Other routes will have the primary role of letting cyclists experience great urban landscapes
You can see the advantages of this approach by riding the Royal Cycle Loop in Central London. Amazingly, it now has both a high quality commuter cycle route and a high-quality leisure cycle route – some parts of which have to be walked because there are so many pedestrians.
London is in urgent need of cycling plan. It should connect origins to destinations, including leisure destinations, and the routes should be designed to get high scores on cycleway assessment methods, typically for: Safety, Directness, Coherence, Comfort and Attractiveness. London also needs better cycle maps – which tell the truth about their qualities. Maps of backstreets daubed with white bikes and blue signs are a waste of everybody’s time and money.
Bike Bridges and Skycycle Tubes
As London moves, slowly but surely, towards becoming a Great Cycling City, more imaginative investment projects will become feasible.
London’s first cycle tube could be built above London’s first railway track – the London & Greenwich Railway. The capital cost would be a fraction of providing equivalent capacity on trains and the running costs, year after year after year, would be negligible. Charmingly, and the air pushed forward by each cyclist in a one-way tube would help other cyclists going in the same direction. Oli Clark, a London landscape architect, did some great designs in 2014 and Norman Foster helped publicise them with the name Skycycle.
Cycle Route Maps
London cycle maps are better than its cycle network – but chaotic. The recommended solution is for public bodies and local councils to contribute data to the OpenStreetMap database.
35% of cycle trips in London are made for leisure – so recreation should become an important objective for cycleway planning
The video gives a snapshot of London’s best and worst cycling conditions, hinting that the city needs more cycling heavens, fewer cycling hells and a lot less purgatory. List of 18 London cycling posts and videos.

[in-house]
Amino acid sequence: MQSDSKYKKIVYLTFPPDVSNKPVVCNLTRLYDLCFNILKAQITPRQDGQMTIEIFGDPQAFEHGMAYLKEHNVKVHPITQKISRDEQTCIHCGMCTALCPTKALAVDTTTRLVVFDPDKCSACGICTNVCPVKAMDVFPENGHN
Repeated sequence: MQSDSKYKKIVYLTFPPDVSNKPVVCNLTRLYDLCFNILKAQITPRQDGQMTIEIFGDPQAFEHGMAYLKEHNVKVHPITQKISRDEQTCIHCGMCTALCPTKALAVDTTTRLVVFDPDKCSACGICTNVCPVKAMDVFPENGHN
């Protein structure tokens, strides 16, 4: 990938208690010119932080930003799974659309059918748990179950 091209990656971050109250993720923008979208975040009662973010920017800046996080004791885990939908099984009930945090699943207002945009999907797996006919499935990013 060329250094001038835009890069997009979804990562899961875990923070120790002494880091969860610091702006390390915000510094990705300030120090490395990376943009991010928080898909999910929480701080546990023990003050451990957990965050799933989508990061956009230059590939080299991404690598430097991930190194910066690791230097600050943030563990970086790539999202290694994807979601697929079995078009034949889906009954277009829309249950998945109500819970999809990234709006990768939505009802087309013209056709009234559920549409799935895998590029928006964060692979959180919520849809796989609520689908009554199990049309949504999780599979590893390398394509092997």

Cycleway planning and design are often regarded as a branch of transport planning a matter for engineering-only. This is wrong. In Vitruvian terms, cycleways involve issues relating to
commodity: cycleways should be functional, comfortable and convenient
firmness: cycleways should be safe, smooth and durable
delight: cycleways should provide users with such a pleasurable experience that more and more of them are attracted to go by bike
Nor should cycleways be treated as a separate facility that can be designed in isolation. They must be desire lines. Provision for cycling is an inextricable aspect of street design, highway design, park design, forest design and landscape planning in all its varieties. The objective is to create urban and rural landscapes in which design for cycling is a primary objective.
We need a London Cycling Landscape (LCL) with provision for cyclists throughout the urban area. Cycle routes require interconnection, as do telephone cables. But planning for cycling is more than network planning. It involves the composition of streets and buildings with landform, water and vegetation – to create good landscape as an environmental public good.
A London Cycling Landscape should include a London Cycling Network so that both commuters and recreational users have the cycle infrastructure they need and want
The section of Cycle Superhighway CS3 between Canary Wharf and the City is said to be the busiest cycle route in the UK and could therefore contribute more to public health than any other street in London. Though most of it is ugly, narrow and badly surfaced, it has significant virtues. First, it’s a direct route between two financial centres. Second, it’s a key component in the wider pattern of East London’s cycle network, used by commuters from north and south of the river. Third, the section through St James Gardens is a pleasant surprise. It’s fresh, it’s green and it has seats for those who want a rest – which is what you need before and after crossing Butcher Row.
CS3 Cycle Superhighway Cable Street Section Limehouse to Tower Hill
The Cable Street section is as straight as the railway it parallels. But like the whole of this section, it needs is a re-design. The case for three-metre-wide lanes in each direction is strong because:
the volume of cycle traffic is high
the volume is fast growing
the flows of cycle traffic are less-tidal than in most of London. This is because there are important destinations at both ends of the route.
Cable Street should be redesigned to make it an urban cycling greenway and a pleasure to use. Cyclists also like having comfortable street furniture for when they stop to make phone calls or to drink coffee.
Access for motor vehicles should be on a residents only basis, with through traffic guided to use The Highway and Commercial Road.